Canberra hopes that such attempts at balancing its relationship between China and the US will somehow mellow China on the question of Australia’s participation in the US security nexus. Beijing regards all such security connections as part of a US-led containment ring around China. Australia certainly feels threatened by China’s power projection in the region, as it is disrupting/threatening US naval supremacy regarded “benign” by Canberra.
However much Canberra might think that it would be able to adroitly play the balancing game, Beijing certainly is not buying it. However, over time, and with expanding economic ties in trade and investment areas, China might be able to have some leverage to influence Australia’s strong security links with the US.
Already, there are some powerful discordant voices cautioning against Australia becoming a pawn in the US-China power game. Fraser is one, as mentioned. Paul Keating, another former prime minister, is another critic.
Australian National University professor Hugh White wants Canberra to play a facilitating role with the US in favor of accommodating China’s strategic interests in the region. However, this is to assume that Canberra has some sort of a say in US foreign and strategic policy. Fraser debunks this idea because, as reported in an interview (paraphrased): The US, in his experience as Australia’s defence minister and later prime minister, has no capacity to listen to other countries because great powers do not reward loyalty. The US will do whatever is in its interests.
However, Canberra continues to live with the illusion that it can influence US policy in the region, but at the same time it lives with the fear that the US might one day decide to withdraw from the region and leave Australia high and dry and to its own devices.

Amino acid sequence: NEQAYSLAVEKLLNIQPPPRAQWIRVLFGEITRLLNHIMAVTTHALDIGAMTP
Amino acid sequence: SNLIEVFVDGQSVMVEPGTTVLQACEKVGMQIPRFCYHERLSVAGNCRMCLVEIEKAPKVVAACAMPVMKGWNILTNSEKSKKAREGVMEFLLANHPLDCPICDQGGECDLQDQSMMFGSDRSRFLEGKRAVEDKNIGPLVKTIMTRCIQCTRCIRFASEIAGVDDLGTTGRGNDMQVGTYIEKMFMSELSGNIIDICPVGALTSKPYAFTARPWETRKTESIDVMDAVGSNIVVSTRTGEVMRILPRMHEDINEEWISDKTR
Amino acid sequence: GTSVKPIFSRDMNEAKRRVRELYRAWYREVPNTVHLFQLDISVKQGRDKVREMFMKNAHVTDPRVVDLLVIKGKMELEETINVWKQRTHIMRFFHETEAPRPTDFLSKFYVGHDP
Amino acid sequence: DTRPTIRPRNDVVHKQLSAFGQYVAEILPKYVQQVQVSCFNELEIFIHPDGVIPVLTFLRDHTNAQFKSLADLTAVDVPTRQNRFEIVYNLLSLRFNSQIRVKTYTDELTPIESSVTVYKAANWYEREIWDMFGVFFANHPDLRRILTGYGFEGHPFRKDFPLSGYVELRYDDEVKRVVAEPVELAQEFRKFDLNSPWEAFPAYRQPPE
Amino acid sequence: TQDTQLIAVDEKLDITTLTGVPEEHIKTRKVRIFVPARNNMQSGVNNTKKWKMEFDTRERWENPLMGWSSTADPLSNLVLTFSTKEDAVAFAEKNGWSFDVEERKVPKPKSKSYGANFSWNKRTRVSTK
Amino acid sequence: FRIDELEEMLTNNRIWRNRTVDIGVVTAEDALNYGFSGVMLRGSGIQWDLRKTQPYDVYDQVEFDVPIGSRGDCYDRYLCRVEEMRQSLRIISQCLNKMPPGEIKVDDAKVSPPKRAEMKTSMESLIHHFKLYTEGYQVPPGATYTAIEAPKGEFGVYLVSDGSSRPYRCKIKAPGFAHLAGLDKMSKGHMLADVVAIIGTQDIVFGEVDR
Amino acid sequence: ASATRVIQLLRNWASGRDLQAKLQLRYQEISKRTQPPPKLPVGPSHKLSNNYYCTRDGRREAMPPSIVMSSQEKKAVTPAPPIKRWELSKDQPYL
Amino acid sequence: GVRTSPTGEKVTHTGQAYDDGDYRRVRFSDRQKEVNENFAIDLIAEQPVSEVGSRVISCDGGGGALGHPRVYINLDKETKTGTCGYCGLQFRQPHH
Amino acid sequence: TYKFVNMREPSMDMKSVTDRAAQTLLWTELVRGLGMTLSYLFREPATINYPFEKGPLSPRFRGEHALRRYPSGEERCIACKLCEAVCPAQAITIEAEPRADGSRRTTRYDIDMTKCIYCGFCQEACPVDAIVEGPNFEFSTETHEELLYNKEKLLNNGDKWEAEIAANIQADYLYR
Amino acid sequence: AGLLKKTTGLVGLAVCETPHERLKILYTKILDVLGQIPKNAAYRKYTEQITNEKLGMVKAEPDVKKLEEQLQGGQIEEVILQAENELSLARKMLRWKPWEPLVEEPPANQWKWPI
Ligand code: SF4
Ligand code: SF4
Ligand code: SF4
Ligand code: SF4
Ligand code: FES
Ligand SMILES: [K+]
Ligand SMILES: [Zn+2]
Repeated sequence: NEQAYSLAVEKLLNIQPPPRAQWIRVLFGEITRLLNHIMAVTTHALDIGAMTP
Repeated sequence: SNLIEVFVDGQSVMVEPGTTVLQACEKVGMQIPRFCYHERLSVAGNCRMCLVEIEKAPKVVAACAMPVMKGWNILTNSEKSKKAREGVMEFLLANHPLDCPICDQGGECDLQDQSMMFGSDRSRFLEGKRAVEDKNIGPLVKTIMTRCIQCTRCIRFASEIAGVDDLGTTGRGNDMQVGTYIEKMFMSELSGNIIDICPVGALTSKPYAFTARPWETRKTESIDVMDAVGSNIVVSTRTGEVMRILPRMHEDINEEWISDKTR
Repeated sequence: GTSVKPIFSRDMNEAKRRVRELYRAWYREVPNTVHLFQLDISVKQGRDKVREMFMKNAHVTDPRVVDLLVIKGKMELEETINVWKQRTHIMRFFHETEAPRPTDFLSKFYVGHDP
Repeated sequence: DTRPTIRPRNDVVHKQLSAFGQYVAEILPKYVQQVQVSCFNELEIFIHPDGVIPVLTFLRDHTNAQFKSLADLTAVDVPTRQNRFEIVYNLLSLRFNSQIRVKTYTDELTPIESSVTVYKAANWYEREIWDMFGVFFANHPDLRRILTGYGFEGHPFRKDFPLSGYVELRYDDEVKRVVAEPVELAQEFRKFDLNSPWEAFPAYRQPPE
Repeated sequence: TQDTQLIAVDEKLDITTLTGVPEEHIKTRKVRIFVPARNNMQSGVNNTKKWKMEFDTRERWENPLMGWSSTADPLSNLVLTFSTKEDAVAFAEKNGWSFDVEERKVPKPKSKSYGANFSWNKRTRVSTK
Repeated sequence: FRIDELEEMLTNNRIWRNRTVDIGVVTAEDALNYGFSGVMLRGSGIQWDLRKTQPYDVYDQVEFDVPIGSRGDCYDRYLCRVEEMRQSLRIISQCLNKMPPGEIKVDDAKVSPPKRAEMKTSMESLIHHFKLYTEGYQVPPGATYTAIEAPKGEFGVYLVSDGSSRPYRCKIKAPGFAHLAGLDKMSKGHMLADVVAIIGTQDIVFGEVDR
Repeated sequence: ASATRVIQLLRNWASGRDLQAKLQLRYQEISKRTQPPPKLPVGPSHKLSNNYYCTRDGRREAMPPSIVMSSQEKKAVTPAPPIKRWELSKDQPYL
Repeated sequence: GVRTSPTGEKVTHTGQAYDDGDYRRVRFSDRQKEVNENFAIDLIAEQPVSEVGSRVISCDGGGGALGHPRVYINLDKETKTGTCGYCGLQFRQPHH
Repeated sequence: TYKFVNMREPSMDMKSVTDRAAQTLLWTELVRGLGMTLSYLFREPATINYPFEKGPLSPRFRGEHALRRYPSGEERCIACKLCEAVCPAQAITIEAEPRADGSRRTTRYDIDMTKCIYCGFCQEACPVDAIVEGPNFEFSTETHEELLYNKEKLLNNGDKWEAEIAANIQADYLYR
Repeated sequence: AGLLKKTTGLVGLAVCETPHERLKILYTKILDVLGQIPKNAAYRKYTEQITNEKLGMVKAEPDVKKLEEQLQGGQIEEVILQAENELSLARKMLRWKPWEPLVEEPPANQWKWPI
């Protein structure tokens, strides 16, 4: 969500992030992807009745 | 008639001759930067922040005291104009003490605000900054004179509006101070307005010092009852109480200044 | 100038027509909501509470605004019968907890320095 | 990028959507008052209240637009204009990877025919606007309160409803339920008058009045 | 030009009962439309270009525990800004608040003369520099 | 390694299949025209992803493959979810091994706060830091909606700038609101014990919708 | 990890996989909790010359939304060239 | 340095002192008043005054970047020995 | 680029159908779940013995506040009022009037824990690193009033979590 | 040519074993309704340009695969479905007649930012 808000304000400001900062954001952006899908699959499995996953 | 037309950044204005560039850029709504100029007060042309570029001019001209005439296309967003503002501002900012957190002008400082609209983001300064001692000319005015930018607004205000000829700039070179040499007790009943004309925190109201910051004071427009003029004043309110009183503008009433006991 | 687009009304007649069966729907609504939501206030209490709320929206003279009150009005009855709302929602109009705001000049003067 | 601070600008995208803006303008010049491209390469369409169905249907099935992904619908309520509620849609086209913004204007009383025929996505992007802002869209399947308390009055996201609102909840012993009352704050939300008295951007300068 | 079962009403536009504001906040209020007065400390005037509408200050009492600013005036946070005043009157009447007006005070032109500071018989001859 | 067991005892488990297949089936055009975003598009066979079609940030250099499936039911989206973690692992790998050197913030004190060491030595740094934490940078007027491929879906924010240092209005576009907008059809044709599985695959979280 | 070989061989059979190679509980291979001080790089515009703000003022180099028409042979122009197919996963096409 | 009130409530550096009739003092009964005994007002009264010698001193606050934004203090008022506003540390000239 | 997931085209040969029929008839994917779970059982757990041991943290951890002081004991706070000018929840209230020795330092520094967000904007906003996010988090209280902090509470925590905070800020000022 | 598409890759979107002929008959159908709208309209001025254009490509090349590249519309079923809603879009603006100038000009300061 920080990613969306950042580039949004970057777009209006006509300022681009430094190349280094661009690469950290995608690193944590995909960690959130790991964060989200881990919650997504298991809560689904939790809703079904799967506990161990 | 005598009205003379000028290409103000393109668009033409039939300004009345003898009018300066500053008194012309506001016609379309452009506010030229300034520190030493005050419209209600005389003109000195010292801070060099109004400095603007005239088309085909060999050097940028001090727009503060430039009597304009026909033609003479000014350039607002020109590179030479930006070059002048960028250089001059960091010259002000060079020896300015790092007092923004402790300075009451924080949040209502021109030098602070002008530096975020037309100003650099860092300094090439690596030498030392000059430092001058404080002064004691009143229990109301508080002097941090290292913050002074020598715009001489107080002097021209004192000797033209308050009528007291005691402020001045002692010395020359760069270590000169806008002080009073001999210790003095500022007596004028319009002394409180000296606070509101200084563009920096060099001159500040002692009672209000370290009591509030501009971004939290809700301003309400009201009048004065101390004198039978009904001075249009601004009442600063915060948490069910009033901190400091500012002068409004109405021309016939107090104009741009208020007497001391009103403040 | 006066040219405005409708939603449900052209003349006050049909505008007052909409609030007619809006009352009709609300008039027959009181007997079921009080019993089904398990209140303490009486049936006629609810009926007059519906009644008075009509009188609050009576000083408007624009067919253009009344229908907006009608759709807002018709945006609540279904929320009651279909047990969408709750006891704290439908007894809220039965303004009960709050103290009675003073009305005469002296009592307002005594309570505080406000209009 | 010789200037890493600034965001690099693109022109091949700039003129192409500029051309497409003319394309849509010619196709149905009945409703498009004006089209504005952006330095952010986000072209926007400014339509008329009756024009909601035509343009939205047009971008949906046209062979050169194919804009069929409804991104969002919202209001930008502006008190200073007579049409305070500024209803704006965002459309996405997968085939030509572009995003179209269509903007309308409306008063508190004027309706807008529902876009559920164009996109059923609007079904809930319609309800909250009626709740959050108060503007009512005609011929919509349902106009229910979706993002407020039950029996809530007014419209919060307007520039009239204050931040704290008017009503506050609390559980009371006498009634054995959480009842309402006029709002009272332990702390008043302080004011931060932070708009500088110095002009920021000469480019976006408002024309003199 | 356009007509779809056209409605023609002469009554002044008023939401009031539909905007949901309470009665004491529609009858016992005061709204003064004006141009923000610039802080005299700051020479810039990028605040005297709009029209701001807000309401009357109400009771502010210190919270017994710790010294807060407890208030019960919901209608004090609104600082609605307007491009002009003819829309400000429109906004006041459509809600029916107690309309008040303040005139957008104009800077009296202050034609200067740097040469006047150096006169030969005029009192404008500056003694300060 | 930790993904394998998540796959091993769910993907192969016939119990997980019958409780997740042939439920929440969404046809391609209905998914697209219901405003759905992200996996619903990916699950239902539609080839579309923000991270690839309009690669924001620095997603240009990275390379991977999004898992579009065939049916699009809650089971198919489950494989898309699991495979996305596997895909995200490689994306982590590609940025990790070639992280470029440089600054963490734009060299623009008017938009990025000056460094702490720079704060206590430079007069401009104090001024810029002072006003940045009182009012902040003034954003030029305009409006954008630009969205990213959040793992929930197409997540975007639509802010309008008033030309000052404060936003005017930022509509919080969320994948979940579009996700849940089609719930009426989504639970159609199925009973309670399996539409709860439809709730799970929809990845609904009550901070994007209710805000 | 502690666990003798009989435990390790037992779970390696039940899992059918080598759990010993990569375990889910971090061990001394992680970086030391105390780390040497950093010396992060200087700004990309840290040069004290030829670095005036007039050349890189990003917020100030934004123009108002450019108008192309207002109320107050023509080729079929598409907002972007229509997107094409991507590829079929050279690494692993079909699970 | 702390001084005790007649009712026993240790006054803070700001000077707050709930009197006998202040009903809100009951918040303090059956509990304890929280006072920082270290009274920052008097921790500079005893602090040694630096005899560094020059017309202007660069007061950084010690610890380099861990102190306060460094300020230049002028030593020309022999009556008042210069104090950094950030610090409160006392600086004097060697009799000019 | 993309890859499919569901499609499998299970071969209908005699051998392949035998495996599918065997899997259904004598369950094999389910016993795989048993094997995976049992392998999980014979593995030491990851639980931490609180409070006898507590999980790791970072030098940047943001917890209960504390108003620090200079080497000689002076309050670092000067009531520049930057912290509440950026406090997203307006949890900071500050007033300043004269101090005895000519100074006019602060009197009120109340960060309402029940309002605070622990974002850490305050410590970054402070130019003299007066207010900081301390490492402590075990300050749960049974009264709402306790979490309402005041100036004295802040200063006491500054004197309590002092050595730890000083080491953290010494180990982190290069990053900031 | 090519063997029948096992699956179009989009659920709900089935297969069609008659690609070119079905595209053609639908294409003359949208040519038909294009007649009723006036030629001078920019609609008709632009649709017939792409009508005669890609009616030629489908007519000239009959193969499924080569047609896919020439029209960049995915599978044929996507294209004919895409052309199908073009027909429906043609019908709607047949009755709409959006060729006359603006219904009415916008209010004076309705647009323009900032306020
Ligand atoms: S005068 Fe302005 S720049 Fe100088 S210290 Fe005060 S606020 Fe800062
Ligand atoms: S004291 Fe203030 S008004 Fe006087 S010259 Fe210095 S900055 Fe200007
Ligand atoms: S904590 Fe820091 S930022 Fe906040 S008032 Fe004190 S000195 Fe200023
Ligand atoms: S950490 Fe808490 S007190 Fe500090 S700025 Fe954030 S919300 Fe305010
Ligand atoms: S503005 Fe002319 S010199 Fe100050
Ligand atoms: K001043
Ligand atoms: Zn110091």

After World War II and at the start of the Cold War, pitting a US-led alliance against the Soviet Union (and with the emergence of communist China and the Vietnam War), Australia was as much in fear of the domino theory of regional Asian countries falling to communism as was then-US president Lyndon Johnson, who formally started war on Hanoi.
Now that communist China is keen to elbow out the US from the region, Australia is working hard to keep it committed. It was in the Australian parliament in 2011 that US President Barack Obama announced the US policy of “pivot” to Asia to increase its naval deployment in the region. And it is against this background that Canberra has agreed to provide more facilities in Australia for the forward basing of US military assets.
However, Australia’s burgeoning economic ties with China, largely in its favor, are creating some unease in the US. An Australian journalist reflects this in a recent interview with former US secretary of state Hillary Rodham Clinton, a likely Democratic Party presidential contender in 2016.
On the question of Australia’s growing economic dependence on China, Clinton said: “It is a mistake, whether you’re a country or a company or an individual, to put … all your eggs in the one basket … It makes you dependent, to an extent that can undermine your freedom of movement and your sovereignty — economic and political.”
To emphasise her point, she referred to the situation Europe finds itself in for gas supplies from Russia. In other words, while the security nexus between the US and Australia is stronger than ever, the fluidity of economic, political and strategic situations in the region makes for very uncertain and even dangerous times.
Sushil Seth is a commentator in Australia.